In the present study, we have adapted the paramagnetic bead approach to potato samples by isolating the plasmid DNA spiked into the potato sample by replacing silica beads with paramagnetic beads and analyzing the isolated DNA by microchip real- time PCR.

Materials and methods
1. Procurement of materials: The silica bead based DNAsorb nucleic acid extraction kit was procured from AmpliSens, Bratislava, Slovak Republic and paramagnetic beads were purchased from Qiagen, Valencia, CA, USA. Recombinant plasmid pUC-35S gene of cauliflower mosaic virus (CAM virus) was custom synthesised from ATG Service-Gen, St.-Petersburg, Russia.

2. Potato sampling and processing: Sample piece was scooped out from the potato eye using a tiny spatula and placed into the cup of the squeezer ensuring the potato skin to squeeze first (Figure 1). The potato mesh was collected further into a 30 ml falcon tube and was further
crushed with spatula followed by weighing out 30 mg in individual 1.5 ml taper tubes for further process.


3. Spiking of the potato samples: To each tube containing 30 mg of the sample, 1μl (10 pg/μl) of plasmid pUC-35S was spiked using programmable automatic pipettor (Sartorius AG, Gottingen, Germany). It was followed by addition of 300 μl of lysis buffer of the Ribo-sorb kit and vortexed for 5 minutes. The tubes were then heated at 65°C for 5 minutes using dry bath heater (MK-20, China) with occasional manual mixing. The tubes were centrifuge for 5 sec at 5000×g to remove drops from internal surface of the lids.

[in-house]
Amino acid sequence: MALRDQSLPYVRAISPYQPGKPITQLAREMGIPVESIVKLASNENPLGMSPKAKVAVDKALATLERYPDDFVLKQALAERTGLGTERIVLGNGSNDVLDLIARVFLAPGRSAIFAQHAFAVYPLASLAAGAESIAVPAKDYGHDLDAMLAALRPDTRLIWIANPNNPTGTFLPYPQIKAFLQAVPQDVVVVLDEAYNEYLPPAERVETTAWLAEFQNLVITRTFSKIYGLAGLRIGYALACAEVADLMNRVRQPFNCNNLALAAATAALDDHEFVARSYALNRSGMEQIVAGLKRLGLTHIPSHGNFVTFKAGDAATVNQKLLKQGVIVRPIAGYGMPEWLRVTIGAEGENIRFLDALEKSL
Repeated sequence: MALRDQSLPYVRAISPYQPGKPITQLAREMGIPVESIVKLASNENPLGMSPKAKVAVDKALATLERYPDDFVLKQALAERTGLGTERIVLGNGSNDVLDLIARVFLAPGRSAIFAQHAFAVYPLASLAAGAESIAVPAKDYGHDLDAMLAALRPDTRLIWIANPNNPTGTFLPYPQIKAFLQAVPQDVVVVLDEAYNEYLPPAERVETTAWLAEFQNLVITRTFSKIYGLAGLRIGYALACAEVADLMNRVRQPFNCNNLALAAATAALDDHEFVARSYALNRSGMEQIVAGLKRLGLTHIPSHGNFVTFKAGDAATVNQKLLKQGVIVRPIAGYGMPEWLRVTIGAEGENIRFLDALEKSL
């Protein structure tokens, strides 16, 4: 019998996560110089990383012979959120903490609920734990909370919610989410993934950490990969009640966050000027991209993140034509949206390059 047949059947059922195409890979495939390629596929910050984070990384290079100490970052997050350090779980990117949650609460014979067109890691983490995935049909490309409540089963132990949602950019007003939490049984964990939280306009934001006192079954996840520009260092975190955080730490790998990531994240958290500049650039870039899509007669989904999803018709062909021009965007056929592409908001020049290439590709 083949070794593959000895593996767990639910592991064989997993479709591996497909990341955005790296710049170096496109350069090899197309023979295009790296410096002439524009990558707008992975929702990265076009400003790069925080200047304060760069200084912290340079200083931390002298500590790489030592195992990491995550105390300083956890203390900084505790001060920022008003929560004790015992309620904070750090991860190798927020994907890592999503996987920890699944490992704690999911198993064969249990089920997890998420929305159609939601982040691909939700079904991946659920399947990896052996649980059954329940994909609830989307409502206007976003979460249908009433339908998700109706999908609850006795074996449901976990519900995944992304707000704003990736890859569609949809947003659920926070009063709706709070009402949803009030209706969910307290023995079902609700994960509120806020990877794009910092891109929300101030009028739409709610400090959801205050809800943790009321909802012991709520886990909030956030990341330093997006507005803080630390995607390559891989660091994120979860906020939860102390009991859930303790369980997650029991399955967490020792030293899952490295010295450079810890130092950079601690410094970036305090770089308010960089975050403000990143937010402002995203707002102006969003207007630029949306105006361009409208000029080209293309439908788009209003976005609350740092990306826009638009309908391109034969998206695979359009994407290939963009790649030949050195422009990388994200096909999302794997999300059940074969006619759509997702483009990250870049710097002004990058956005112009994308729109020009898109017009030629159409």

4. Addition of mobile solid phase: To one of the tubes, 25 μl of silica beads suspension, and to the other tube 10 μl of paramagnetic beads suspension was added, respectively. The tubes were vortexed for 10 sec and incubated at room temperature for 60 sec and again mixed for 10 sec and incubated for 5 min at room temperature.

5. Separation of beads: The tubes containing silica beads were centrifuge for 30 sec at 10,000×g to pellet the beads for removing and discarding supernate without disturbing the bead pellet. The tubes containing paramagnetic beads were inserted into the magnet block for 1 minute to pellet the beads and remove the supernate.